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Math Help - Using Composition With Continuity

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    Using Composition With Continuity

    Let g be defined on \mathbb{R} by g(1) := 0, and g(x) := 2 if x \neq 1, and let f(x) := x +1 for all x \in \mathbb{R}. How would you show that \lim_{x\to0}g \circ f \neq (g \circ f)(0) ?
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    MHF Contributor Drexel28's Avatar
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    Quote Originally Posted by CrazyCat87 View Post
    Let g be defined on \mathbb{R} by g(1) := 0, and g(x) := 2 if x \neq 1, and let f(x) := x +1 for all x \in \mathbb{R}. How would you show that \lim_{x\to0}g \circ f \neq (g \circ f)(0) ?
    g(f(0))=g(0+1)=g(1)=0 but g(f(x))=g(x+1)=2,\text{ }x\ne 0...
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    Quote Originally Posted by Drexel28 View Post
    g(f(0))=g(0+1)=g(1)=0 but g(f(x))=g(x+1)=2,\text{ }x\ne 0...
    So to show they're not equal, should I prove that the limit of \lim_{x\to0}g \circ f =2 ?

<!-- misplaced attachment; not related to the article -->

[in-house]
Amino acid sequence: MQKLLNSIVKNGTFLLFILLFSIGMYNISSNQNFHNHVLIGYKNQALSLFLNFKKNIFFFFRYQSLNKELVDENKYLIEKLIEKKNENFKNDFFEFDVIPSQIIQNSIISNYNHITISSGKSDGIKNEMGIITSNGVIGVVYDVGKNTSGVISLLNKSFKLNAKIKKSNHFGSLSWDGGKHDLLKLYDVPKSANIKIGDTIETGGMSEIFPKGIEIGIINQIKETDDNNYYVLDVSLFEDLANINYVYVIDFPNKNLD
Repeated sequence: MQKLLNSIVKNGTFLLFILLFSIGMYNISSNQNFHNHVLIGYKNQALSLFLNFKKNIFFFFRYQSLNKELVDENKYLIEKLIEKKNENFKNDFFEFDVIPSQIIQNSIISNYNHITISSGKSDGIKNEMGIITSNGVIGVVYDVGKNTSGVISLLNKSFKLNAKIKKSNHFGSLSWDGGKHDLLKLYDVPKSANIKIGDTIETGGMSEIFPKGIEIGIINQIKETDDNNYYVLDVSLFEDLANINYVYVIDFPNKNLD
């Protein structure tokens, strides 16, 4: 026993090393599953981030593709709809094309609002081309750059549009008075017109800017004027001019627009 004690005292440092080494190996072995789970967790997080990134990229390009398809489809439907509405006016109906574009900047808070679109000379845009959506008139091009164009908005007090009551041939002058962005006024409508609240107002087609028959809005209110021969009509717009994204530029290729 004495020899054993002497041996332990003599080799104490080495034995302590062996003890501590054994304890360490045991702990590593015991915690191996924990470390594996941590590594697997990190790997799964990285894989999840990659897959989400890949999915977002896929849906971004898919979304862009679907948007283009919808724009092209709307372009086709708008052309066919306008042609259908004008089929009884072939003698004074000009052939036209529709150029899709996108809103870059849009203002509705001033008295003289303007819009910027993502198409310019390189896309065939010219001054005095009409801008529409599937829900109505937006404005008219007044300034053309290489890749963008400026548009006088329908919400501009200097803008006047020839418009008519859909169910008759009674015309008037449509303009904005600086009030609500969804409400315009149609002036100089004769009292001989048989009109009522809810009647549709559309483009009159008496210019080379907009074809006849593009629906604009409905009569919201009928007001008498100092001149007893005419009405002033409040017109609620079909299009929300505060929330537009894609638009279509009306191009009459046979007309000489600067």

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    MHF Contributor Drexel28's Avatar
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    Quote Originally Posted by CrazyCat87 View Post
    So to show they're not equal, should I prove that the limit of \lim_{x\to0}g \circ f =2 ?
    Is there a need to prove it?
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    Quote Originally Posted by Drexel28 View Post
    Is there a need to prove it?
    Yea, I'm trying to prove that \lim_{x \to 0}g \circ f = 2 so that I can show that the two are different, and I'm a bit stuck...

    so \lim_{x \to 0}g \circ f = \lim_{x \to 0}g(x+1)

    I wanna show |g(x+1)-0|=|g(x+1)|<\epsilon ...
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  6. #6
    Member mabruka's Avatar
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    Quote Originally Posted by CrazyCat87 View Post
    Yea, I'm trying to prove that \lim_{x \to 0}g \circ f = 2 so that I can show that the two are different, and I'm a bit stuck...

    so \lim_{x \to 0}g \circ f = \lim_{x \to 0}g(x+1)

    I wanna show |g(x+1)-0|=|g(x+1)|<\epsilon ...
    i dont follow :S
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